Copyright 2003 Midland Independent Newspapers plc
October 20, 2003, Monday
SECTION: NEWS; Pg. 6
LENGTH: 439 words
HEADLINE: BUSINESS FEARS OVER DOWNGRADE OF KEY LINK
BYLINE: CAMPBELL DOCHERTY
BODY: Government plans to downgrade a major road link between Birmingham and the Black Country will result in chaos for the business community, it has been claimed.
The Highways Agency is preparing to ‘de-trunk’ the A4123 -the main arterial road between Birmingham and Wolverhampton -transferring control of the road from them to four individual local authorities on its route.
But business leaders allege that consultation over the plan has been kept quiet and big companies that use the road are only now becoming aware of the implications of the decision.
Last week, Philippa Holland, director of the Government Office for the West Midlands, told companies which had lodged objections to the plan that there would not be a public inquiry.
In her letter, she wrote: ‘The Secretaries of State have given careful consideration to whether, in the light of the remaining objections and the material available, an inquiry is necessary.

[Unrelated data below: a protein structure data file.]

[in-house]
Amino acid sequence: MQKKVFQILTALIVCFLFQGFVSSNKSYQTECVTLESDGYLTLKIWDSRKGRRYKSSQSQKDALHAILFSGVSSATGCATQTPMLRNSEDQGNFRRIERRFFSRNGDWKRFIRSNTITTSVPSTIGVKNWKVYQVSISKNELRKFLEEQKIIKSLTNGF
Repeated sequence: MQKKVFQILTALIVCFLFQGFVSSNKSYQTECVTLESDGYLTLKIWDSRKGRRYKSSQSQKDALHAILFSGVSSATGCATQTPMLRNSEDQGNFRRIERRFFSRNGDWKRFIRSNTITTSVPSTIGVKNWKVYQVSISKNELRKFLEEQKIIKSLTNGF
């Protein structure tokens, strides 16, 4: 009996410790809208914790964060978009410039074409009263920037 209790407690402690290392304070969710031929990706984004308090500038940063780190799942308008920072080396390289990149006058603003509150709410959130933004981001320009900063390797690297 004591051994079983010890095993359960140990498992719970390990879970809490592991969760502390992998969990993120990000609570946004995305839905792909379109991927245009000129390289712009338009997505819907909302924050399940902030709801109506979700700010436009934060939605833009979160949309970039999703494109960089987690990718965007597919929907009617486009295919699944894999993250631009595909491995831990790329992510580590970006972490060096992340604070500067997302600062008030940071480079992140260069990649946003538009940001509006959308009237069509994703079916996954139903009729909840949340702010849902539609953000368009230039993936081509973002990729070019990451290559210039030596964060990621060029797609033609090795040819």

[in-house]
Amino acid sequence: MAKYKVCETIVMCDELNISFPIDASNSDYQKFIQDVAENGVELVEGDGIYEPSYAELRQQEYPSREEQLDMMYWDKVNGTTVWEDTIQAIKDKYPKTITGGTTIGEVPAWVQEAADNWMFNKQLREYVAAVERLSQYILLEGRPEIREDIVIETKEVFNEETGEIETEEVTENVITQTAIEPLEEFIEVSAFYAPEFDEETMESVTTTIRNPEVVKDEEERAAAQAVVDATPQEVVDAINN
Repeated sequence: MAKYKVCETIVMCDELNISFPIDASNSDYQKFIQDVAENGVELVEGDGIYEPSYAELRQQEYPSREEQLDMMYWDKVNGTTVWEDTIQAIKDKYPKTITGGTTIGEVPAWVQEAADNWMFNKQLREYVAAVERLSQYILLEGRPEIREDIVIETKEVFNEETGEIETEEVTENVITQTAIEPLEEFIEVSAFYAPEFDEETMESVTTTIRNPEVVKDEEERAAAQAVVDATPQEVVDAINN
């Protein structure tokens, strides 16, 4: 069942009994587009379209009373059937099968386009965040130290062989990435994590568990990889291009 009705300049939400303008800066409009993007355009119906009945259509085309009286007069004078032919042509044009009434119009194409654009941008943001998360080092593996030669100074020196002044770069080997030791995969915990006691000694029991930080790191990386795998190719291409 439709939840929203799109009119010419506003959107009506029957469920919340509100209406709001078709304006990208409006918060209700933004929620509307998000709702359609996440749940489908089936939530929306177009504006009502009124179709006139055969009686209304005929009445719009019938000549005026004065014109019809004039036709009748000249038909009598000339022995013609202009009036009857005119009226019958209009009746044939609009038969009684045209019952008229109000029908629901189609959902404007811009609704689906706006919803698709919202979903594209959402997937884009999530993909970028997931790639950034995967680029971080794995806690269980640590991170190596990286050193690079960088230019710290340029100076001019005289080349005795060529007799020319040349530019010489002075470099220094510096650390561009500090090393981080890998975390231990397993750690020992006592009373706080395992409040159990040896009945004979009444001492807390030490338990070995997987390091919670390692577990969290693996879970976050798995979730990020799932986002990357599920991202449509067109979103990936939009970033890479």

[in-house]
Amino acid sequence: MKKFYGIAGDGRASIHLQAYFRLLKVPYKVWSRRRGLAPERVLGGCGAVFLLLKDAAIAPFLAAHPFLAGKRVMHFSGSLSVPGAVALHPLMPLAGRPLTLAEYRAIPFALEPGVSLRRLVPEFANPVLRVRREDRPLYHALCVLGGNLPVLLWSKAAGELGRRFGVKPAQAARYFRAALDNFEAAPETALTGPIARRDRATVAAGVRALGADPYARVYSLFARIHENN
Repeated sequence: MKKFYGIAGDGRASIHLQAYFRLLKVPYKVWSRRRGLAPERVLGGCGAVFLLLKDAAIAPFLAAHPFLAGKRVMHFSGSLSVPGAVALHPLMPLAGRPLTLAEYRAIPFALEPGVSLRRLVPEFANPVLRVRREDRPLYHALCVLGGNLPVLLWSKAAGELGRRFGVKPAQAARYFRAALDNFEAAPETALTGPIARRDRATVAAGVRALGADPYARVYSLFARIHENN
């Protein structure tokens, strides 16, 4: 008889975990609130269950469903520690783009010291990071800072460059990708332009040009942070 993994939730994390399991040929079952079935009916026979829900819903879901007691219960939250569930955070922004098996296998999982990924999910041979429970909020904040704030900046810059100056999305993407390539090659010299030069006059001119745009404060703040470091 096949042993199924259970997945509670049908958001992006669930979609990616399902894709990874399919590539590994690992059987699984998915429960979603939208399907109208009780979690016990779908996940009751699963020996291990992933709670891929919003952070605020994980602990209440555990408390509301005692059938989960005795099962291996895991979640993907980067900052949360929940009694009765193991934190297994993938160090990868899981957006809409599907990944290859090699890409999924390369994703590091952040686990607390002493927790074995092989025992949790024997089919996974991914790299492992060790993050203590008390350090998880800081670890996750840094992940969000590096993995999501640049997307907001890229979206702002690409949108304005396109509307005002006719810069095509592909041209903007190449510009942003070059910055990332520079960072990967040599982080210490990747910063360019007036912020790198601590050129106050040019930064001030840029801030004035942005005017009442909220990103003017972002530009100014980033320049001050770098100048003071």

‘They are satisfied that the nature and weight of the objections remaining are such that an inquiry would be unlikely to produce and significant new information relevant to their decision.’
Jerry Blackett, policy director at Birmingham Chamber of Commerce and Industry, said: ‘This move could bring chaos to the West Midlands. Each local authority would be able to do as it wishes with its own section.
‘So we could have a situation where traffic calming measures, traffic lights and other obstacles are introduced into an area which should be kept as free flowing as possible for the movement of people and goods.
‘The road provides a vital link between the two areas and any changes aimed at cutting use of the A4123 would present real problems for manufacturers moving goods in and out of the region.’
Chris Kelly, chairman of lorry supplier Keltruck of West Bromwich and a member of the Business Transport Group, said: ‘We simply cannot allow this major arterial road to come under local authority control, even though traffic has already been slowed unnecessarily.
‘There needs to be a concerted effort to raise awareness of this issue, which will have serious economic consequences for the region.
‘The consultation process was a sham, they did not talk to anybody.
‘It is a major arterial route and my fear is the local authority having control of the road will just see it get slower and slower. This seems to be the politically correct agenda of local authorities here.’
Debbie Walsh, head of policy at the BCI, said: ‘The consultation process appears to have been kept very low key, which is disturbing when the issue involves such a vital link.’
Visit keltruck.com/roads for more information.